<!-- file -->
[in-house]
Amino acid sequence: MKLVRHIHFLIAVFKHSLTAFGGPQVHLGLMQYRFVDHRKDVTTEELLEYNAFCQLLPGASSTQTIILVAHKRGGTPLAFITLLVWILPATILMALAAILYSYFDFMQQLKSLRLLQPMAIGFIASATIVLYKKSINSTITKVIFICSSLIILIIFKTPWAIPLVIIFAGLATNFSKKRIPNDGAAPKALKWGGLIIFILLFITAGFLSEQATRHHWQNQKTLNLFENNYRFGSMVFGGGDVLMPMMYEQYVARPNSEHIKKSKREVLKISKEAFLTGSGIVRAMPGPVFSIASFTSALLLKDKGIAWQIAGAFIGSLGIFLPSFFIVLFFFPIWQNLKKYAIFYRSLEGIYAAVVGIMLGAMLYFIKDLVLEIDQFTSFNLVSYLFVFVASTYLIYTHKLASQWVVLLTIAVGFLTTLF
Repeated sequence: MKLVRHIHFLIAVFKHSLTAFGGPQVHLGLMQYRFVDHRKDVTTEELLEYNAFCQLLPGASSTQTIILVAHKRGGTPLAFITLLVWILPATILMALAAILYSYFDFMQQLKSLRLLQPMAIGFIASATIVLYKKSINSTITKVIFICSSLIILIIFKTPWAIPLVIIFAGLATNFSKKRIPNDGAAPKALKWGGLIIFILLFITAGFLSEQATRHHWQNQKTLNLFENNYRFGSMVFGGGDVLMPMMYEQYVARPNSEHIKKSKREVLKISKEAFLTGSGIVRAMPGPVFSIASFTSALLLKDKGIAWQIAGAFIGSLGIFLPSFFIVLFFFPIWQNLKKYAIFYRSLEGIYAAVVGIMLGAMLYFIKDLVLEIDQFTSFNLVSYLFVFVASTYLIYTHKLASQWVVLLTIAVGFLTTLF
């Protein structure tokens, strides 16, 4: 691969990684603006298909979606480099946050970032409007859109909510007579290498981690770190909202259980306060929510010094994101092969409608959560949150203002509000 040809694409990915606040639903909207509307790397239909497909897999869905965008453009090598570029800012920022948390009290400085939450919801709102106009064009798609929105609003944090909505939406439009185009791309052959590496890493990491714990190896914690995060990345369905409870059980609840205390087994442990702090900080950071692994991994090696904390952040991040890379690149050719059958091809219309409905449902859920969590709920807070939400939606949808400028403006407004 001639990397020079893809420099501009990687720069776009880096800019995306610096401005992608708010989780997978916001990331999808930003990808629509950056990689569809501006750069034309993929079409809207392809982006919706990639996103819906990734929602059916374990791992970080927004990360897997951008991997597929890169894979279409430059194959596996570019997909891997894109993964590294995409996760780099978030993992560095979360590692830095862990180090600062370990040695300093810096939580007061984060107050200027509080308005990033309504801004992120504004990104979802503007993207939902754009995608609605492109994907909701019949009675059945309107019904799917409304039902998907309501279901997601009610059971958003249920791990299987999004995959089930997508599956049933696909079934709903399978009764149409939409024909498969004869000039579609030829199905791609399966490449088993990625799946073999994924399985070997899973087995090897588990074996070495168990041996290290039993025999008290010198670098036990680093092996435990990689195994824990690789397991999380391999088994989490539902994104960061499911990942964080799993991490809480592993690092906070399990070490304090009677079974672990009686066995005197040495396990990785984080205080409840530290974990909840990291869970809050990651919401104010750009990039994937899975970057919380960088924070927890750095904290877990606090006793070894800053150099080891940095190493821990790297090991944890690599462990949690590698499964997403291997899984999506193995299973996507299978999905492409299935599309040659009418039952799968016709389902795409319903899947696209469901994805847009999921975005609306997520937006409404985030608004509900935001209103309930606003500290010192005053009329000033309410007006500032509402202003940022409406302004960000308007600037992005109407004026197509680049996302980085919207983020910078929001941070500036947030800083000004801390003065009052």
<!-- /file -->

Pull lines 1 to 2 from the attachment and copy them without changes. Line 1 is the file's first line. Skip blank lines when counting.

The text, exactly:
[in-house]
Amino acid sequence: MKLVRHIHFLIAVFKHSLTAFGGPQVHLGLMQYRFVDHRKDVTTEELLEYNAFCQLLPGASSTQTIILVAHKRGGTPLAFITLLVWILPATILMALAAILYSYFDFMQQLKSLRLLQPMAIGFIASATIVLYKKSINSTITKVIFICSSLIILIIFKTPWAIPLVIIFAGLATNFSKKRIPNDGAAPKALKWGGLIIFILLFITAGFLSEQATRHHWQNQKTLNLFENNYRFGSMVFGGGDVLMPMMYEQYVARPNSEHIKKSKREVLKISKEAFLTGSGIVRAMPGPVFSIASFTSALLLKDKGIAWQIAGAFIGSLGIFLPSFFIVLFFFPIWQNLKKYAIFYRSLEGIYAAVVGIMLGAMLYFIKDLVLEIDQFTSFNLVSYLFVFVASTYLIYTHKLASQWVVLLTIAVGFLTTLF